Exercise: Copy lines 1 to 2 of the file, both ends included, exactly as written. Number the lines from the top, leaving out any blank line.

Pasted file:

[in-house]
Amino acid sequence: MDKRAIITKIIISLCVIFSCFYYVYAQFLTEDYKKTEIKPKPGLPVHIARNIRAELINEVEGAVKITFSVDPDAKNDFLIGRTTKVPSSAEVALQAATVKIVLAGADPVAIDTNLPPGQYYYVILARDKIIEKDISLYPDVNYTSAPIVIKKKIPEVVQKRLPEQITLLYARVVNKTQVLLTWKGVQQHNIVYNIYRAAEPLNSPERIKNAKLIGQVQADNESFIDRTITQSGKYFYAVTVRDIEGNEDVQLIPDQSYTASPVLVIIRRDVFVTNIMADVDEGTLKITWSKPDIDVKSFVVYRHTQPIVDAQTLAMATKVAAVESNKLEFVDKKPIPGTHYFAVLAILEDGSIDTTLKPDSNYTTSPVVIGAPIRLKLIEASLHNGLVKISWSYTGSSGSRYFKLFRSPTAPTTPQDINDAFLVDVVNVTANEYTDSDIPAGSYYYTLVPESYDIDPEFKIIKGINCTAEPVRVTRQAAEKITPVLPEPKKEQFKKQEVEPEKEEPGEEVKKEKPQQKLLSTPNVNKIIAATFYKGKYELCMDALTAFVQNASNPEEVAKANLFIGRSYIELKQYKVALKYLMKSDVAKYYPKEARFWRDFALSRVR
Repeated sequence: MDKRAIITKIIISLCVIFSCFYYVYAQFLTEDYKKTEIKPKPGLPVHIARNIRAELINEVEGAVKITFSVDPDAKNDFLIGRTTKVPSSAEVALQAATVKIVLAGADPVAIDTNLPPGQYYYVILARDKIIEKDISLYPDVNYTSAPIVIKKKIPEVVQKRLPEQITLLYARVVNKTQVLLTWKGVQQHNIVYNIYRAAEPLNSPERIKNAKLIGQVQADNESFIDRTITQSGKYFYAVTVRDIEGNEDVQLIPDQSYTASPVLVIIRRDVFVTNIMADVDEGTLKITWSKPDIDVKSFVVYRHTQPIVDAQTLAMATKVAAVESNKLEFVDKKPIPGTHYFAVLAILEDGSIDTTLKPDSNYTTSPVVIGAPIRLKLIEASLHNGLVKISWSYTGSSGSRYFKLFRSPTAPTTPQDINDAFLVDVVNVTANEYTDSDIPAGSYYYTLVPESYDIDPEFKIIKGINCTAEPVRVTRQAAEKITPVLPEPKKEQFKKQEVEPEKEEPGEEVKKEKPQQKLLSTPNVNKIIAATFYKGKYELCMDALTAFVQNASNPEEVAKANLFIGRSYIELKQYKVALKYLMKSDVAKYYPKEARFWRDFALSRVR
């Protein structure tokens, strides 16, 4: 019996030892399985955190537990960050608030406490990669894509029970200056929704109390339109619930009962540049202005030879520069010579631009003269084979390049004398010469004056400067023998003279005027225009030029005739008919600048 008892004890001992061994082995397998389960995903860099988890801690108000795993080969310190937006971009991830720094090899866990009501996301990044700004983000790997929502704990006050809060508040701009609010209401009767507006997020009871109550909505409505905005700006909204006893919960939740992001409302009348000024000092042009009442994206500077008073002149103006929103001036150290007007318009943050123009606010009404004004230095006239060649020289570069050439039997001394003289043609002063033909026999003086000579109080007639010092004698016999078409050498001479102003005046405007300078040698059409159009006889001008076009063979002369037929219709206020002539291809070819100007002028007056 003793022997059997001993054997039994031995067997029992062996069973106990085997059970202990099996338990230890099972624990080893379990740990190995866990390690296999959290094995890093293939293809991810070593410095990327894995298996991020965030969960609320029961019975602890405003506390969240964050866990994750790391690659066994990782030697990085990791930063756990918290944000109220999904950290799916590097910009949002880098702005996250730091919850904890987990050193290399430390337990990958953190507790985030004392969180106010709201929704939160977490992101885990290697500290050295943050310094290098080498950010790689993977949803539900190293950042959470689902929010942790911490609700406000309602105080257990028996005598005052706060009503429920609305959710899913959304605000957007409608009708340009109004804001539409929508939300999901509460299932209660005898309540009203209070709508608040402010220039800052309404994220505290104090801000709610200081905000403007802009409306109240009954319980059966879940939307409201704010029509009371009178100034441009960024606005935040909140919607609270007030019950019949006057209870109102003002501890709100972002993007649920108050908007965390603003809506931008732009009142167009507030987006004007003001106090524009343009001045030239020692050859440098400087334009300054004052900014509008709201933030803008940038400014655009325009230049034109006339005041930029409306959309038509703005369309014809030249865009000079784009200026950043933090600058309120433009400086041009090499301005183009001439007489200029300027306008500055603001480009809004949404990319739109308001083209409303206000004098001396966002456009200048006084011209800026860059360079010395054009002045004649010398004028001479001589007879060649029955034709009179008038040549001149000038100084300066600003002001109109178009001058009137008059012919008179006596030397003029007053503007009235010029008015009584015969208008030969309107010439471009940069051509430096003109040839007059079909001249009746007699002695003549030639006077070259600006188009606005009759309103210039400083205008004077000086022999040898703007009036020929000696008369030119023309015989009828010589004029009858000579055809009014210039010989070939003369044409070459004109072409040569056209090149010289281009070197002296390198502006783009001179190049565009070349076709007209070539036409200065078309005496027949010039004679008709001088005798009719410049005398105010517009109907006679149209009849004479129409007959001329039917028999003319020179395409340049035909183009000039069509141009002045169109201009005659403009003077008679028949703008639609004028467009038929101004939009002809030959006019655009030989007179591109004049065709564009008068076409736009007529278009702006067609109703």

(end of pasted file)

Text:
[in-house]
Amino acid sequence: MDKRAIITKIIISLCVIFSCFYYVYAQFLTEDYKKTEIKPKPGLPVHIARNIRAELINEVEGAVKITFSVDPDAKNDFLIGRTTKVPSSAEVALQAATVKIVLAGADPVAIDTNLPPGQYYYVILARDKIIEKDISLYPDVNYTSAPIVIKKKIPEVVQKRLPEQITLLYARVVNKTQVLLTWKGVQQHNIVYNIYRAAEPLNSPERIKNAKLIGQVQADNESFIDRTITQSGKYFYAVTVRDIEGNEDVQLIPDQSYTASPVLVIIRRDVFVTNIMADVDEGTLKITWSKPDIDVKSFVVYRHTQPIVDAQTLAMATKVAAVESNKLEFVDKKPIPGTHYFAVLAILEDGSIDTTLKPDSNYTTSPVVIGAPIRLKLIEASLHNGLVKISWSYTGSSGSRYFKLFRSPTAPTTPQDINDAFLVDVVNVTANEYTDSDIPAGSYYYTLVPESYDIDPEFKIIKGINCTAEPVRVTRQAAEKITPVLPEPKKEQFKKQEVEPEKEEPGEEVKKEKPQQKLLSTPNVNKIIAATFYKGKYELCMDALTAFVQNASNPEEVAKANLFIGRSYIELKQYKVALKYLMKSDVAKYYPKEARFWRDFALSRVR